Access to antiretroviral therapy remains limited
Millions of people with HIV/Aids in poor countries still do not have access to potentially life-saving drugs.
A major report found just 31% of people in need of treatment in low and middle-income countries had access to antiretroviral therapy (ART) in 2007.
The report, by the World Health Organization (WHO), UNAids and Unicef, said an extra 950,000 people in these countries received the drugs last year.
The agencies admit they are two years behind their access target.
WHO and UNAids aimed to have three million people on ART by the end of 2005.
But by the end of 2007, the total number on treatment had still not quite reached that figure, leaving an estimated 6.7 million people unable to access potentially life-saving drugs.
The report says that by the end of 2007 an estimated 33.2 million people worldwide were living with HIV, with 2.5 million people newly infected during the year.
It found that there had been a significant improvement in the availability of HIV testing and counselling services.
Unaware of status
However, the majority of people living with HIV/Aids remain unaware of their status - surveys carried out in 12 countries with a high level of infection found that on average just 20% of people were aware that they were carrying the virus.
The report blames the failure to achieve more widespread access to drugs on weak healthcare systems in badly affected countries, coupled with a lack of trained staff and sustainable, long-term financing.
A "brain drain" of skilled healthcare workers to other occupations and other countries is a significant factor in the hardest-hit regions.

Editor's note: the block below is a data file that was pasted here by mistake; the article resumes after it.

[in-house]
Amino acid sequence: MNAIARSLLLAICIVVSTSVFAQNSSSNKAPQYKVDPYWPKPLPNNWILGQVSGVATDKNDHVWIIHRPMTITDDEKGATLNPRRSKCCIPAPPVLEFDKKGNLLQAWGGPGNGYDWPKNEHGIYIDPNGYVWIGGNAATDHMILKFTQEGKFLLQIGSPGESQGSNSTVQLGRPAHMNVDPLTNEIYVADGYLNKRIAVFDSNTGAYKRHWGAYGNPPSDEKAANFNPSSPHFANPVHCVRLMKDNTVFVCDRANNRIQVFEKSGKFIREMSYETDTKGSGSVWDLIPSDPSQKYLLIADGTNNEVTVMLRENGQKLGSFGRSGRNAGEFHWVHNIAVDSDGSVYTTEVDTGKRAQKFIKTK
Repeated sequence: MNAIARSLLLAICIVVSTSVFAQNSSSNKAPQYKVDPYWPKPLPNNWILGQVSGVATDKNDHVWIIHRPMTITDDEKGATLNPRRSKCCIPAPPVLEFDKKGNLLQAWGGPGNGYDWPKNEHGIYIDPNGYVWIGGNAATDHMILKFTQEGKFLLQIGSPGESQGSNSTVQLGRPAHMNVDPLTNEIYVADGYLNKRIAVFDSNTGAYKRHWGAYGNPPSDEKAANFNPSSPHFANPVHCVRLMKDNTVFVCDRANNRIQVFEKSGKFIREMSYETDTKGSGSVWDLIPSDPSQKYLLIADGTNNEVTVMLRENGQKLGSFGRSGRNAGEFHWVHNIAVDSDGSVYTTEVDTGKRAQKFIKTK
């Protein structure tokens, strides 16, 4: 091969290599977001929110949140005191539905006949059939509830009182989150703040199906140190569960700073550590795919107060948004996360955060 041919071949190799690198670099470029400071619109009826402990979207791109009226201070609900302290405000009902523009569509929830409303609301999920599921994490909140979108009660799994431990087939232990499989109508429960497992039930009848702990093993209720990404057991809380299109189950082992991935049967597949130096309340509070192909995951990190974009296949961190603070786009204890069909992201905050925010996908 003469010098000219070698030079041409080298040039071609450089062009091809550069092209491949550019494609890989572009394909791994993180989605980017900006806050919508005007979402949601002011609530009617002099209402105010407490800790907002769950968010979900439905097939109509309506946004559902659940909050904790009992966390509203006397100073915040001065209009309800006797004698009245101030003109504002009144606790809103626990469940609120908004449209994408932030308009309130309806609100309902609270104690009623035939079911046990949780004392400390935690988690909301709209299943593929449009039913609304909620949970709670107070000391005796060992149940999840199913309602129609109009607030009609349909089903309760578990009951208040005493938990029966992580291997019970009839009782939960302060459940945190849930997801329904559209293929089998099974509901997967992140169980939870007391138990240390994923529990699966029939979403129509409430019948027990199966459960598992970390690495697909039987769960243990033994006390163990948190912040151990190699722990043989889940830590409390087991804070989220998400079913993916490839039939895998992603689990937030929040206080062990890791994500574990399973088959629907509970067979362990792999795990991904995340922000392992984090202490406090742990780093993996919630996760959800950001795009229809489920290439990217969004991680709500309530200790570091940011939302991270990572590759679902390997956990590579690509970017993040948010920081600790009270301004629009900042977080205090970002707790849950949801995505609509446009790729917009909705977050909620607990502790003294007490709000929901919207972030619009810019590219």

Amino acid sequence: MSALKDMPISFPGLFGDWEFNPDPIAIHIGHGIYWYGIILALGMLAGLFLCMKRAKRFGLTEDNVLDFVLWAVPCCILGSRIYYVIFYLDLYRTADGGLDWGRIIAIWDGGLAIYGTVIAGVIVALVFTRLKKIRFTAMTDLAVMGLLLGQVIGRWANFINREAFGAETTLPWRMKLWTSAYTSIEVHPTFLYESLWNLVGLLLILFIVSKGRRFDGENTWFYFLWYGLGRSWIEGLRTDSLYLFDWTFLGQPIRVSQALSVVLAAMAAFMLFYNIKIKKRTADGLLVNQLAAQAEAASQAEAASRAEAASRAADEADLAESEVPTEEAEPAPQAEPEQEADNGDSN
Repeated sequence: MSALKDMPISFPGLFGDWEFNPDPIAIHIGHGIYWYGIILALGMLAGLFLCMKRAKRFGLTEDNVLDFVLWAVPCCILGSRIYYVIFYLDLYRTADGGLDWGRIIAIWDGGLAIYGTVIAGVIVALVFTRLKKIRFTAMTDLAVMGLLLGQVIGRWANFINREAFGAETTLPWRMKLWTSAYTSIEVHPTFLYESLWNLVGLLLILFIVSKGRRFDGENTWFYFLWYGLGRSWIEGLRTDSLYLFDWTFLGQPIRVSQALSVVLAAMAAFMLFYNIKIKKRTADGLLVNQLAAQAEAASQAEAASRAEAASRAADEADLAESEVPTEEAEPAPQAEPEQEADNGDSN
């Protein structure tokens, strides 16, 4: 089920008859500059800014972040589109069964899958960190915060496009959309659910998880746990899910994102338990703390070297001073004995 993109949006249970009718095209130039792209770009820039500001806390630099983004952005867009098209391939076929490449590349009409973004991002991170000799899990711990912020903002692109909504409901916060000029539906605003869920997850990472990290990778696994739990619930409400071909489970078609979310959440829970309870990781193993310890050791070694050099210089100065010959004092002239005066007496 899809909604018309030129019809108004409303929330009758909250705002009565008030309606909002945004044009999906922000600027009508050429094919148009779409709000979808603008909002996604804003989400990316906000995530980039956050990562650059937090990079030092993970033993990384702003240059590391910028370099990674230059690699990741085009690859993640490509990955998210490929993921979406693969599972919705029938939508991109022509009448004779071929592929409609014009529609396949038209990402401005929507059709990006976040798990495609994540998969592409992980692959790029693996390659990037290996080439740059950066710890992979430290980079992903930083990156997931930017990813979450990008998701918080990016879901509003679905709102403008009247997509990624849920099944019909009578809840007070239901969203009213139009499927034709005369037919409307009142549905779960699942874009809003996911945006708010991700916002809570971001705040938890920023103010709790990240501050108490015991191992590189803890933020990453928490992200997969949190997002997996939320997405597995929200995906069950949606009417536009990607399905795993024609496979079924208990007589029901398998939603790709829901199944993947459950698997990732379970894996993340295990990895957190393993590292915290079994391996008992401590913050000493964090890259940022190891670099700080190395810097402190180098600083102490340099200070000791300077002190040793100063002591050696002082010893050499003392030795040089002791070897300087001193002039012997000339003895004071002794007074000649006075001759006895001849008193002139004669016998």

The report also says that countries require monitoring systems to track the progress and impact of HIV programmes.
Kevin De Cock, WHO HIV/Aids director, said: "The answer to the HIV epidemic is preventing new infections.
"An additional 1 million people came on to therapy but another 2.5 million became newly infected with HIV, so we have to do better with prevention."
The report says there have been areas where significant progress has been made, including improved access to treatment for pregnant women to stop them passing the virus on to their child. In total, 500,000 such women received antiretrovirals in 2007 - up from 350,000 in the previous year.
Male circumcision - which can reduce the risk of passing on HIV during sex - is also now more effectively promoted in heavily affected regions of sub-Saharan Africa.
The UK's Department for International Development has announced that it will spend £6bn ($12bn) on improving health systems and services in poor countries up to 2015, with HIV at the top of the agenda.
Douglas Alexander, Secretary of State for International Development, said: "This will mean more and better equipped doctors and nurses, improved facilities and more people being able to access the HIV prevention, treatment, care and support that they need."
While ART is a very effective treatment, there remains no cure for HIV.